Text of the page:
Friday, April 27, 2007

New Highs and New Lows in the Stock Market

You know, when you've been in the business long enough, you become quite a skeptic. When it looks as though the world is going to hell in a handbasket (as in late February and early March) and put/call ratios are going through the roof, you start to wonder if things are really as bad as they seem. Similarly, when all the financial publications are mesmerized by round numbers and trumpeting Dow 13000 and S&P 1500, you begin to reflect if things are actually all that good.

To be sure, my money flow figures for the Dow, summarized daily on the Weblog, have been looking strong. Still, as the chart above notes, there's an unsettling piece of divergence in the new high/new low data that is worth keeping an eye on.

We're looking at the number of stocks in the broad market (NYSE, AMEX, NASDAQ) that are making fresh 20 day highs (pink line) and those making 20 day lows (yellow line). Normally, you'd expect new highs to rise when the S&P 500 Index (SPY; blue line) goes up and new lows to decline. This doesn't always happen, however. The S&P Index is a weighted index of blue chips. It can rise or fall to new price extremes without taking the broad market with it. It's during those periods of divergence that we frequently see reversals of trend.

Notice, for example, that new highs tailed off and new lows moved higher, even as SPY hit new highs in late February. New lows also dried up during mid March prior to the market rally.

Of late, we've seen continued price highs in SPY, but over the past two weeks the new highs have not participated and new lows have crept higher. For now, I'm considering that a yellow light. Should we start to see continued divergence in the new highs/lows accompanied by subnormal dollar volume flows into institutional favorites, I would be more inclined to look for a significant market correction.

In my next post, I'll take a sector by sector look at dollar volume flows and see what they're saying about the current market.

7 comments:

The Dude said...

Hi!

I love your website, I'm new to trading, and it's taken me days following links going through your articles. Your linking is wonderful. I have it on my startup list of websites to look at before the market opens everyday.

You final line of this post was "In my next post, I'll take a sector by sector look at dollar volume flows and see what they're saying about the current market."

I read books by Tony Oz and Tony Turner, both say to watch this, but they say it's hard to find. If you have time, in your post, can you explain how you find and track this dollar flow?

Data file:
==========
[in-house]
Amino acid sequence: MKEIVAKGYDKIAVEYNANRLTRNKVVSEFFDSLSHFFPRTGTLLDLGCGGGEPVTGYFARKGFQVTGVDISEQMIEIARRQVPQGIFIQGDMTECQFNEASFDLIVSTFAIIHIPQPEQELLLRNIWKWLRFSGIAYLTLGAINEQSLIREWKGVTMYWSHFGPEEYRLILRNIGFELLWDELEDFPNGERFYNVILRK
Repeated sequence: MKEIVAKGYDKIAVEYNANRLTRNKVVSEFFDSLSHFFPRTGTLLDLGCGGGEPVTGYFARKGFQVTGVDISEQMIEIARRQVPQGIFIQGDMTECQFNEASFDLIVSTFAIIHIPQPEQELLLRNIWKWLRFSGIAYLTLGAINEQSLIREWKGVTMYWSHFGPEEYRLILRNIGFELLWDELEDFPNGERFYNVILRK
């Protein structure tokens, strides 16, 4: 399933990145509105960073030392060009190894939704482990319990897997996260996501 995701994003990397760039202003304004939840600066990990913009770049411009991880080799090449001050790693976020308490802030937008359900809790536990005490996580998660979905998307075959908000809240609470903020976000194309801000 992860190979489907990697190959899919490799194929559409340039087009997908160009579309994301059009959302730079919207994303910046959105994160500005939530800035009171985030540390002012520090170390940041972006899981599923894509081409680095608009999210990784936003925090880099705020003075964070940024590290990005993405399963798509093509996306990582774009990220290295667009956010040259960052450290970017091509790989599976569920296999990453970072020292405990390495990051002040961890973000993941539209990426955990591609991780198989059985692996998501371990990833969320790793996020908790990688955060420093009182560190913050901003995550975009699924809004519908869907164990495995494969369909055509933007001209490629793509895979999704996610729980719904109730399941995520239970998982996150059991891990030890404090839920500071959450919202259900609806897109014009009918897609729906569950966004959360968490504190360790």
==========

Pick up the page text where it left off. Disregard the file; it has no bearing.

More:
Thanks!!!
Matt (Chicago, IL)

Michael said...

"You know, when you've been in the business long enough, you become quite a skeptic."

You can say that again! Sometimes I think I'm too skeptical for my own good.

S said...

Dr. Brett,

You must know that your site has far more advanced substantive data than any other I have encountered on short term trading. A lot of my own research concurs with yours. Often times I find myself wishing that you wouldn't share your findings as it just seems a free give-away to people who haven't done any homework. Also, imagine what would happen to the value of tick derived indicators if everybody starting utilizing them? I suppose I can take solace in the fact that most people will never act on this information.

Brett Steenbarger, Ph.D. said...

Hi Matt,

Thanks for the generous comment. I think if you do a Technorati advanced search and look for all posts with the words "dollar volume flow" in the blog, you'll see how the idea has evolved. I'll also include links in my upcoming articles.

Brett

Brett Steenbarger, Ph.D. said...

Hi Michael,

It *can* be confusing, especially when you become skeptical of contrarian views... :-)

Brett

Brett Steenbarger, Ph.D. said...

Hi S.,

I really appreciate your comment, but I think you give me too much credit. Professional traders are already acting upon these ideas. It's only in the retail trading world where they might seem novel.

Brett

weightoftheevidence said...

Brett:
Along with the Highs failing ... there is negative breasth in the majority of the last 10 days on both NYSE and NASDAQ ... while both indexes have headed higher.

I track 20,50,65,100,52 week highs/lows in EXCEL from Barchart as well as feed realtime data to Excel so I can track the same for the NASDAQ 100, Sp500, Russell 2000 (for obvious futures reasons). My Prophetx from DTN was chosen because is give me realtime a put/call ratio as well as net realtime advance/decline numbers for NYSE, SPX, NASDAQ, NASDAQ100, SP500 and RUSSELL2000.

What datafeed do you use to feed your Excel? Maybe a summary of you tech setup placed somewhere on your site would keep questions like this from repeating.

Thanks.
Doug (Palm Beach)